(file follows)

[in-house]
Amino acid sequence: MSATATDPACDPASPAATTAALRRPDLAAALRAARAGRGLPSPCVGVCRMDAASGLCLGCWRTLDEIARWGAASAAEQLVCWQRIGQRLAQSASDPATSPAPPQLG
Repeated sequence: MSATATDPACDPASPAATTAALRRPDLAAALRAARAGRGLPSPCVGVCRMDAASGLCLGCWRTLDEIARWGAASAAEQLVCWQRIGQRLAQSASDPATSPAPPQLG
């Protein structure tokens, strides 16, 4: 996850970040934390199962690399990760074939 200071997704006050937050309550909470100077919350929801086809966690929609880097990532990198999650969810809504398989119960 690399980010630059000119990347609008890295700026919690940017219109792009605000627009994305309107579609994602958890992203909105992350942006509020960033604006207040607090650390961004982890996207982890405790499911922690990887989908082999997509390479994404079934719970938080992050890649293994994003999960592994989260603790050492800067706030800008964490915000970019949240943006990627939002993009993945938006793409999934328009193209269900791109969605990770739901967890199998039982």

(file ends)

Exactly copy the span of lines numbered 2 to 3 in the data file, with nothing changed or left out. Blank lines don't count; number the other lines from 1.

Amino acid sequence: MSATATDPACDPASPAATTAALRRPDLAAALRAARAGRGLPSPCVGVCRMDAASGLCLGCWRTLDEIARWGAASAAEQLVCWQRIGQRLAQSASDPATSPAPPQLG
Repeated sequence: MSATATDPACDPASPAATTAALRRPDLAAALRAARAGRGLPSPCVGVCRMDAASGLCLGCWRTLDEIARWGAASAAEQLVCWQRIGQRLAQSASDPATSPAPPQLG